In December last year, Maxar Technologies reported fresh Chinese encroachments of the three ‘well-off society’ villages across the Amu Chu river in Bhutan. This is in addition to a number of dual-use villages constructed in Doklam. In 2017, India had intervened in Doklam as per treaty agreements to prevent China from constructing a road to its perceived but disputed tri-junction at Gympoche. According to the 2012 protocol, the site issue has to be resolved between India’s tri-junction at Batangla and the Chinese at Gympoche, trilaterally between India, China and Bhutan. The Chinese have built a road hugging Amu Chu south towards Jampheri ridge, but to get there, Torsa Nala has to be crossed. The Indian Army is prepared for the worst case scenario — the Doklam plateau lost to Beijing in a Bhutan-China package deal — but will have contingency plans to prevent crossing the red line in Torsa and thwarting Chinese attempts to capture the Jampheri ridge, which overlooks the Siliguri Corridor. Further, the 17 Strike Corps will keep a hawk’s eye over Chumbi Valley to deter China from any misadventure towards Jampheri, pending resolution of the tri-junction matter.

According to Maxar Technologies and independent reports in December last year, the Chinese penetration of Bhutan was significant but not widely known. India is silent about it. China has replaced India as Bhutan’s biggest trading partner and accounts for a quarter of the total trade. The Chinese power corporation is involved in the Chukha and Punatsangchhu hydel projects. The Sino Hydro Corporation, China Gezhouba Group, China Road and Bridge Corporation and other Chinese state-owned companies are working on different projects. The China Railway Engineering Group is exploring railway connections through the Lhasa-Gyantse link. The Chinese Communist Party’s state-owned companies have built the 220-km Friendship Highway, a 290-km lateral road, a 100-km Gelephu-Gointre road and 60-km Wangdue-Trongsa road between 2013 and 2018.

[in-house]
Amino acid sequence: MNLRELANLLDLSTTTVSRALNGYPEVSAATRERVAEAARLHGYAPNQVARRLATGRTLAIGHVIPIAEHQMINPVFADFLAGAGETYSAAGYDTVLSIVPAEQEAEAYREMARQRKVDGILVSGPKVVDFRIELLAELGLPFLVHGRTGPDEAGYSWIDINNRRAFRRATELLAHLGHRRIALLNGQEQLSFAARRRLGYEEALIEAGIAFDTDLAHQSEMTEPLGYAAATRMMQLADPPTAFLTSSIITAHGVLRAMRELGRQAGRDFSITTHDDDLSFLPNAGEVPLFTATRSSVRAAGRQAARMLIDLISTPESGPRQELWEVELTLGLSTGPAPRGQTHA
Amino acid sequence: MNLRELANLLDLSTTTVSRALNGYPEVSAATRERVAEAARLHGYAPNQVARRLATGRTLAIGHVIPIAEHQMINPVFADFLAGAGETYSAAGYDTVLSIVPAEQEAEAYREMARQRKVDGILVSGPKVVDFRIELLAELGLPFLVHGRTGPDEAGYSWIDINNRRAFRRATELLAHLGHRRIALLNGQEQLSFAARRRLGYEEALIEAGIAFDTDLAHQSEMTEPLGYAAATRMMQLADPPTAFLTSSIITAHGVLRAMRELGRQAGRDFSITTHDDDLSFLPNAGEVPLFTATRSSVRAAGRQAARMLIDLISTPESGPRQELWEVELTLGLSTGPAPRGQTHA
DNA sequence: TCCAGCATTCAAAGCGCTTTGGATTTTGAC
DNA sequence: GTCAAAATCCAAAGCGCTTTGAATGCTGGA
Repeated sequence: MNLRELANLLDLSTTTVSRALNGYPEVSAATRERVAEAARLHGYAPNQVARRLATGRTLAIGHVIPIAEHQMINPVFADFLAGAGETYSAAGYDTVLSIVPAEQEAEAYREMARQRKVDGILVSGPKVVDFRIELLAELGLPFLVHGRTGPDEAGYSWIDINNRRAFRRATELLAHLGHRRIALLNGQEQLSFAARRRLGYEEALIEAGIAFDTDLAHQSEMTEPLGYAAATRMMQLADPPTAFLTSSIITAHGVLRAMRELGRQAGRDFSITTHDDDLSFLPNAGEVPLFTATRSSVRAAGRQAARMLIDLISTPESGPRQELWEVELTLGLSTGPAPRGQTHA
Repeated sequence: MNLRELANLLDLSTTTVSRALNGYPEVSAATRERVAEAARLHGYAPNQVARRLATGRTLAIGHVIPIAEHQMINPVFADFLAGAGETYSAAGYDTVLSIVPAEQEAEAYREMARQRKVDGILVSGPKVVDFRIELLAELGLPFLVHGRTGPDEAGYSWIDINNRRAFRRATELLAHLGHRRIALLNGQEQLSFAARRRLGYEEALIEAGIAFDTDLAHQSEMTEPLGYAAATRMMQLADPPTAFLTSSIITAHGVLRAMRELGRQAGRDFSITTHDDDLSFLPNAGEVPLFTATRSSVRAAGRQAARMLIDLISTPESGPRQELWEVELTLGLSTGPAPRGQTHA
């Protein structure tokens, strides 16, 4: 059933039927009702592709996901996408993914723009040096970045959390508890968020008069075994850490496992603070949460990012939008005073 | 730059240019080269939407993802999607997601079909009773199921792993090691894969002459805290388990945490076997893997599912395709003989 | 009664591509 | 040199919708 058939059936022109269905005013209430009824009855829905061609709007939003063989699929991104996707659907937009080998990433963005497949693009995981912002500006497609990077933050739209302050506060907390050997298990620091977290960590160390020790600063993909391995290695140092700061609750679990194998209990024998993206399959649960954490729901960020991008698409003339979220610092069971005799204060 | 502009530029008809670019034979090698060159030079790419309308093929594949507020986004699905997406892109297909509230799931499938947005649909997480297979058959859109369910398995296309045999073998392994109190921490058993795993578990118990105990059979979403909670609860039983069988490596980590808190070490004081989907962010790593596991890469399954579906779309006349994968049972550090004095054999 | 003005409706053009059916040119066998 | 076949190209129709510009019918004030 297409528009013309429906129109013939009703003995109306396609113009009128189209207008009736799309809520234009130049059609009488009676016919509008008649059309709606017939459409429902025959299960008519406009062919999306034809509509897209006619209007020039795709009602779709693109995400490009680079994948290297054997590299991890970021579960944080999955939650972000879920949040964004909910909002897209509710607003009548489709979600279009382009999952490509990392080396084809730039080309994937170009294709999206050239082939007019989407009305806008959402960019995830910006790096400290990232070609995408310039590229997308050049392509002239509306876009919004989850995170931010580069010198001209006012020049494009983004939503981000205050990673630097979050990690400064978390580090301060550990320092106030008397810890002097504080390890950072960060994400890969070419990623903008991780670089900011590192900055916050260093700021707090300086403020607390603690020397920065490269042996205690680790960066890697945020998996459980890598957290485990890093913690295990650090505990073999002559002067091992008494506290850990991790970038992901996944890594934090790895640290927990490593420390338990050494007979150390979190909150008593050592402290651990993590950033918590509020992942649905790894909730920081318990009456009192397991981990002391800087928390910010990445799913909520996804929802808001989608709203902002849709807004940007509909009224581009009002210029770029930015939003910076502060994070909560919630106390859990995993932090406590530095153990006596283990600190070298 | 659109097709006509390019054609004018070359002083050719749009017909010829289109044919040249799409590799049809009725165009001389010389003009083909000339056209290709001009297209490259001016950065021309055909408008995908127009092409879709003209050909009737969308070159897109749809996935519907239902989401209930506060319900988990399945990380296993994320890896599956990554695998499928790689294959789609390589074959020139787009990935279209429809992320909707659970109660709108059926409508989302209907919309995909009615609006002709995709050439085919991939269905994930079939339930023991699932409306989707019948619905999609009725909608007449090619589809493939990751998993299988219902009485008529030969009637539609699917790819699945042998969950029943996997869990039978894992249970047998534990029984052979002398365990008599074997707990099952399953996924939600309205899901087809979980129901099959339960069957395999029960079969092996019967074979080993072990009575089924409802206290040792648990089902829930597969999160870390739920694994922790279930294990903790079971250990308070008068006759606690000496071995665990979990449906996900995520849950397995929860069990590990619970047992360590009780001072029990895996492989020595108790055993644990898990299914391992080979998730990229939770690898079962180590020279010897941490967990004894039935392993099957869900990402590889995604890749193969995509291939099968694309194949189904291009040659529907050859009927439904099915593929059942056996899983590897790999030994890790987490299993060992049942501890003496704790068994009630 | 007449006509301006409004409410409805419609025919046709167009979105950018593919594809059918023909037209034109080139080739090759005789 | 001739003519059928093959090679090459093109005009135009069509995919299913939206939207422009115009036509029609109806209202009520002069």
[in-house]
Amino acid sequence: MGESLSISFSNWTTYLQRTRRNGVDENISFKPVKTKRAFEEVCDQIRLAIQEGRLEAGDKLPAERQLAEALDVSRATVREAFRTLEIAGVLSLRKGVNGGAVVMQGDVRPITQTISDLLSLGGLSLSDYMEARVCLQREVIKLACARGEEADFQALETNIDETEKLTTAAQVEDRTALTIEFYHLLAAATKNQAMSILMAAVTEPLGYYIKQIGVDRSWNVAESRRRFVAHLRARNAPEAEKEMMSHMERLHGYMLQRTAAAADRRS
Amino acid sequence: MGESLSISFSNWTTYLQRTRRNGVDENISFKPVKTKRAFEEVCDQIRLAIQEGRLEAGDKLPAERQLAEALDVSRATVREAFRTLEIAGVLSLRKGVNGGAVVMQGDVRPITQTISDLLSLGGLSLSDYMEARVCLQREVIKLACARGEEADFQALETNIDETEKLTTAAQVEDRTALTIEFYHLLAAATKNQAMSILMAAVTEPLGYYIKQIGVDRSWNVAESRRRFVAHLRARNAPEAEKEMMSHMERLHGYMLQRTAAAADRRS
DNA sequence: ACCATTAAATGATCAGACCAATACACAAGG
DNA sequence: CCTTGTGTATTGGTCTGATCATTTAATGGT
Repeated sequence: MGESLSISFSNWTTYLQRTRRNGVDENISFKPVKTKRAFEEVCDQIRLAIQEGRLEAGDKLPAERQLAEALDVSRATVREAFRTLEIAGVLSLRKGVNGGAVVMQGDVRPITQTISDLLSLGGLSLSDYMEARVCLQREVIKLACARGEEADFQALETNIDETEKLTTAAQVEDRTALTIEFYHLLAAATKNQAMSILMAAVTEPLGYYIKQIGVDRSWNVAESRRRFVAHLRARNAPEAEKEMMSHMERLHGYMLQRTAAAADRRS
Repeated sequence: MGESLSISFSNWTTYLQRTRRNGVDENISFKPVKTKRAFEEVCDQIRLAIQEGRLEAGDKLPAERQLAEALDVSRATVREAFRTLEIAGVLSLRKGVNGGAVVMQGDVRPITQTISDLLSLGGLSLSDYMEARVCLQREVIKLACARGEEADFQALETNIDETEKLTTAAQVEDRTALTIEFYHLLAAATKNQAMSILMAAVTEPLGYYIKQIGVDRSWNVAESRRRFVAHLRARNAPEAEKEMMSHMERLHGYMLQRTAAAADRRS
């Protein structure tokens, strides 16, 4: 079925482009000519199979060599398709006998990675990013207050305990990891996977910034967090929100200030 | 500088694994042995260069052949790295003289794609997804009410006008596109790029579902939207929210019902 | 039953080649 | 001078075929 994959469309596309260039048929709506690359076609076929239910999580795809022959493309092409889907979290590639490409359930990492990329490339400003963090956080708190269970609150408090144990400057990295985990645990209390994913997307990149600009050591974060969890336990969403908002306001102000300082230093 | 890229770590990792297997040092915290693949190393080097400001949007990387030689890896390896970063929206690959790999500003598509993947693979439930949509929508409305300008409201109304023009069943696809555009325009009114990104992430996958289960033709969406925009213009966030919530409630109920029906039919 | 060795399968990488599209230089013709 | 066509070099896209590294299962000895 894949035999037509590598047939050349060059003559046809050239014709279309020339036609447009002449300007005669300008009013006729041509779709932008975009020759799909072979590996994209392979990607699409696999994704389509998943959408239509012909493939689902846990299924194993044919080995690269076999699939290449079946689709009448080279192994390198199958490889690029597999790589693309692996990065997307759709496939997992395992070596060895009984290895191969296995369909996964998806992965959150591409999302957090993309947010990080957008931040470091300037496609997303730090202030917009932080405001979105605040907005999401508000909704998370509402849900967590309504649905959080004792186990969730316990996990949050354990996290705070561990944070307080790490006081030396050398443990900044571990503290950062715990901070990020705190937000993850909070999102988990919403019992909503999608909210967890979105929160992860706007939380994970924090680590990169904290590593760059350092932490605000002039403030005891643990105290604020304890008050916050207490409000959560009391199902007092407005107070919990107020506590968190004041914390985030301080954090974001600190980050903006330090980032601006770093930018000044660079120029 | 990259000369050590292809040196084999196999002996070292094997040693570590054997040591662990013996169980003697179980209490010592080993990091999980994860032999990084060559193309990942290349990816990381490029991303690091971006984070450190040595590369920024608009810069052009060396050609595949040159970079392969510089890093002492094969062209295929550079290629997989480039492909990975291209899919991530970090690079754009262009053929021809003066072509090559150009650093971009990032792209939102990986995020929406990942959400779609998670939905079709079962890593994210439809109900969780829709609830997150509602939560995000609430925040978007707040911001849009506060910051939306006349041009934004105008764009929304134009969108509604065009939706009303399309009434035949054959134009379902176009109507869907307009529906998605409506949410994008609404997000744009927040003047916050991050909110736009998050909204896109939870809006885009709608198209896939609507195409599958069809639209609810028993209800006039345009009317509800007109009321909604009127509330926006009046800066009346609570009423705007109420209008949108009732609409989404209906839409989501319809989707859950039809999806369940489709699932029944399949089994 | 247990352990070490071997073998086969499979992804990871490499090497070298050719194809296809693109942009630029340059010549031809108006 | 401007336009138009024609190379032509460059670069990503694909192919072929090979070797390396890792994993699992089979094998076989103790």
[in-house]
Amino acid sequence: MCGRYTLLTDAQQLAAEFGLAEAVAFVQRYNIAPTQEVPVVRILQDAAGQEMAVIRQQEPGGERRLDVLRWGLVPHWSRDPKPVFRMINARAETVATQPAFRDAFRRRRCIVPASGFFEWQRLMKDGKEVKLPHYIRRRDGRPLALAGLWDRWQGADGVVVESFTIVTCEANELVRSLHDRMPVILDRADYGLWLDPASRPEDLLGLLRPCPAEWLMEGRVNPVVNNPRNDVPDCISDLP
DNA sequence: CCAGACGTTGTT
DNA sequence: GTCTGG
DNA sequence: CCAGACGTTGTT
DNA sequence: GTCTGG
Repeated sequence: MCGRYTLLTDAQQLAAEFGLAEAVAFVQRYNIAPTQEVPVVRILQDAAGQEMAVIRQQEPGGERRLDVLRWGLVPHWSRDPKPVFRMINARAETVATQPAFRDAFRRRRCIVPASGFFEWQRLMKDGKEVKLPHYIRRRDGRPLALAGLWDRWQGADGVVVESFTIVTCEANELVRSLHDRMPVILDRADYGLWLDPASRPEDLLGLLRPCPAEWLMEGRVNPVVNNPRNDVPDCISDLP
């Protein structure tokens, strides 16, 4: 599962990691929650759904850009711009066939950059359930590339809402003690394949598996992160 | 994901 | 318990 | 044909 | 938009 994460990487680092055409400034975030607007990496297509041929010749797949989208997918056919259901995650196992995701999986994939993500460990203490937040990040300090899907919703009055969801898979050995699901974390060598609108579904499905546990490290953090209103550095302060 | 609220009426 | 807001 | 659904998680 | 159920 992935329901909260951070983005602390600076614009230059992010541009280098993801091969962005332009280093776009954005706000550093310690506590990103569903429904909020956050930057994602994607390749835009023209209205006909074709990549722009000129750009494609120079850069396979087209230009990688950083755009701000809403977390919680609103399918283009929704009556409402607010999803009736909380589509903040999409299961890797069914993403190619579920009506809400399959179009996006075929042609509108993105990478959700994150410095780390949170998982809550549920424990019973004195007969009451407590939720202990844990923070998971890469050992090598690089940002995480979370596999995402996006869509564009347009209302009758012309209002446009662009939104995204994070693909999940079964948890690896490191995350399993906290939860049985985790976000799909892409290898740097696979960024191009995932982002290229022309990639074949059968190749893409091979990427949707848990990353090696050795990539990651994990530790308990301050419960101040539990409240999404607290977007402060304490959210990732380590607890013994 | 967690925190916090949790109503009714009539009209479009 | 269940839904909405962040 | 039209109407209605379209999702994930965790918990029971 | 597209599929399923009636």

While Chinese companies are mining for gold and copper, fibre optic cables are being laid, expanding the mobile network. Huawei has been involved in 3G and 4G services since 2009. Chinese high-end tourists visited in high numbers (80,000 before the Covid pandemic). The details of financing of these development projects is not known, though the push for establishing diplomatic relations was intensified in 2023, when Topgay said: “Theoretically, how can Bhutan not have bilateral relations with China? The question is when and in what manner.”

If King Khesar Wangchuck has been testing the waters, delinking border talks with those China has with India, he may perhaps also slow down on the Doklam swap.